Around the same time, Brian Keith was given a television show. [The first season was named The Little People, alluding to his character’s profession as a pediatrician. In the second—and final—season, it was called The Brian Keith Show. Obviously whatever problem the show had, it must have been more serious than just a wonky title.] Keith offered Anissa a role on the show, no audition necessary. She declined because either she or her mother had decided that television was no longer the correct venue for her.

Sources say she was considered for several major movie roles, including the leads in Pretty Baby and Taxi Driver. That might or might not have been true, but what is known for sure is that her last on-air appearance was on an episode of Laugh In in September 1971.

Sometime in the early/mid-1970’s, Anissa’s father moved closer to her and fought for custody. The courts checked out both parents and awarded custody to the father. Reportedly, Anissa was happy living with her dad and stepmother, but that happiness didn’t last long. Her father died from heart disease on March 7, 1974. Her mother made a stink about Anissa’s wish to live anywhere but with her, and reported her as a runaway. As a result, Anissa spent several months in a juvenile detention facility. That poor girl just couldn’t catch a break.

After her release, she dropped out of school and started shoplifting and doing drugs. Her next job was a doughnut hawker at a Winchell’s Donuts shop in Playa Del Rey. Based on my research, the shop is still there. Unless it’s not.

Her workaday drudgery ended on her 18th birthday (1976, for those of you who don’t feel like doing the math), when she inherited the money she had earned acting, which had been held in trust. The reports of the amount varies, but in today’s money it would have been in the million dollar ballpark. I’ve always wanted to visit that ballpark.

Anissa used some of her newfound cash to rent an apartment, which she shared with hr brother.

Little is known of the specific activities with which Anissa occupied her time for the next five and a half months, but her actions on August 27 are well documented. She and a group of acquaintances partied at a friend’s house. She ended up staying the night. On the morning of August 28, she was found dead in one of the bedrooms. A subsequent toxicology test determined she had a virtual pharmacy running through her veins, including cocaine, PCP, Quaalude, and Seconal.

Anissa was cremated and was either given a small memorial service or no service at all, depending on which source you choose to believe. Her ashes were scattered over the Pacific Ocean, not far from where she grew up.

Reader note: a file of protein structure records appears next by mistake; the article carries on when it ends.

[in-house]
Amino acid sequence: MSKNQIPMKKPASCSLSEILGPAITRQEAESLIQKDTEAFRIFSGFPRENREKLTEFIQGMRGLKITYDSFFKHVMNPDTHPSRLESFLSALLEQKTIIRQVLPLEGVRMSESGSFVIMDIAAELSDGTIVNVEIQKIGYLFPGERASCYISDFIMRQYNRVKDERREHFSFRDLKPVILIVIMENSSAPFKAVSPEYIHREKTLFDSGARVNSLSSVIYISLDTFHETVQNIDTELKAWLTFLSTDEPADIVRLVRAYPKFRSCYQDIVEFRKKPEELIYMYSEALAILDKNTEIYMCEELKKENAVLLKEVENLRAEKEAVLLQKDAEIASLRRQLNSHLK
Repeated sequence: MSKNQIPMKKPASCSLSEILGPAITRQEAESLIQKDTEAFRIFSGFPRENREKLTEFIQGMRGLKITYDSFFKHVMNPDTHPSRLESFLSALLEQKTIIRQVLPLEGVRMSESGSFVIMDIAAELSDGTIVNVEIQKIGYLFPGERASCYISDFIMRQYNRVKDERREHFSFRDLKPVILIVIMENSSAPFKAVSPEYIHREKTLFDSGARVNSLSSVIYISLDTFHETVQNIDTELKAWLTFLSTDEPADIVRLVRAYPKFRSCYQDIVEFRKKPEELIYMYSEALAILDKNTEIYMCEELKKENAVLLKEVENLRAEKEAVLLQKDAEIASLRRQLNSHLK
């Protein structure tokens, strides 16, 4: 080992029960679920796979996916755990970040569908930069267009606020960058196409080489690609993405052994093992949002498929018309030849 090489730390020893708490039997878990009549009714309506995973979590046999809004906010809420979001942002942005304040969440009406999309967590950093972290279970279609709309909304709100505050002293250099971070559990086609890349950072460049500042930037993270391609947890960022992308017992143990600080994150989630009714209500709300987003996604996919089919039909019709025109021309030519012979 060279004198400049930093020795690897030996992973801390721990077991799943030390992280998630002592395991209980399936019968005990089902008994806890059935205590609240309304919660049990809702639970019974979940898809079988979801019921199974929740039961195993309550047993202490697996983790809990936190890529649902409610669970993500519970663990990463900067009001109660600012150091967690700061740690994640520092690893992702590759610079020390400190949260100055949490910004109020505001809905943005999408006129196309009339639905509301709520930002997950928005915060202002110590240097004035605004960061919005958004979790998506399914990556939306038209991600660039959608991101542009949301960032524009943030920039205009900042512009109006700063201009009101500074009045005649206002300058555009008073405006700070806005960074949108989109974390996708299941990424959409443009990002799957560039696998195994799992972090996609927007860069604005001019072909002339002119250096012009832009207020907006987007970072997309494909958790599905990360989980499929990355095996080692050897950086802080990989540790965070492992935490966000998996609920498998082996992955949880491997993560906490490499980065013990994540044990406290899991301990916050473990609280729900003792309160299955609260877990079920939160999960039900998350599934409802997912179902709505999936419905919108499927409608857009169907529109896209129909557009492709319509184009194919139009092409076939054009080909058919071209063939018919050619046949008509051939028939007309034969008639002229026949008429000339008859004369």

She left a considerable estate, but there is no record of who ended up with the money for which Anissa sacrificed her childhood.

Less than a week after Anissa’s death, Dr. Don Carlos Moshos was arrested for illegally selling illegal prescriptions to patients, including Anissa. There had been an ongoing undercover criminal investigation into the doctor’s practices, but unfortunately sufficient evidence wasn’t found in time to arrest him earlier, which might have potentially saved her life.

Moshos was charged with many offenses and pleaded guilty to two (per my research). He was out on bail awaiting sentencing when he died on December 27, 1976, aged 66. He had suffered from hepatitis, or leukemia, or heart disease, or advancing senility, or some combination thereof. The prevailing theory was that the good doctor knew he was dying and began selling prescriptions to anyone willing to pay the asking price in order to fatten the nest egg he was leaving for his family. Really, what are a few dead teenagers compared to your widow being able to afford to buy a new Mercedes every year?

Subsequently Mother and Brother Jones sued the doctor’s estate for $400,000. In 1979, they were awarded $79,000 by a judge who determined that Anissa’s death was 70% her fault and 30% the fault of the doctor. Make of that what you will.

Post script: Anissa’s brother died less than a decade after his sister. Like his sister, he overdosed, on March 15, 1984, at age 24. Also like his sister, he was cremated, and his ashes were scattered at sea over a portion of the Pacific Ocean.


Family matriarch Mary Paula Jones died in Michigan on January 14, 2012, presumably not of a drug overdose.

*Notorious Rural Purge: In the early 1970’s, CBS network executives Robert Wood and Fred Silverman swung a heavy-handed scythe (figuratively speaking) through programming, canceling many highly rated rural-centric shows, including The Beverly Hillbillies, Green Acres, Lassie, and Petticoat Junction. Not-so-rural victims of the rural purge included Family Affair, The Ed Sullivan Show, and others. The shows were replaced by more “urban” shows, such as The Mary Tyler Moore ShowThe Smothers Brothers Comedy Hour, and All in the Family. (How they were considered more urban than a sitcom family who lived in Manhattan and a glitzy variety show filmed in Manhattan, I’m not sure.) Yes, it was all about money.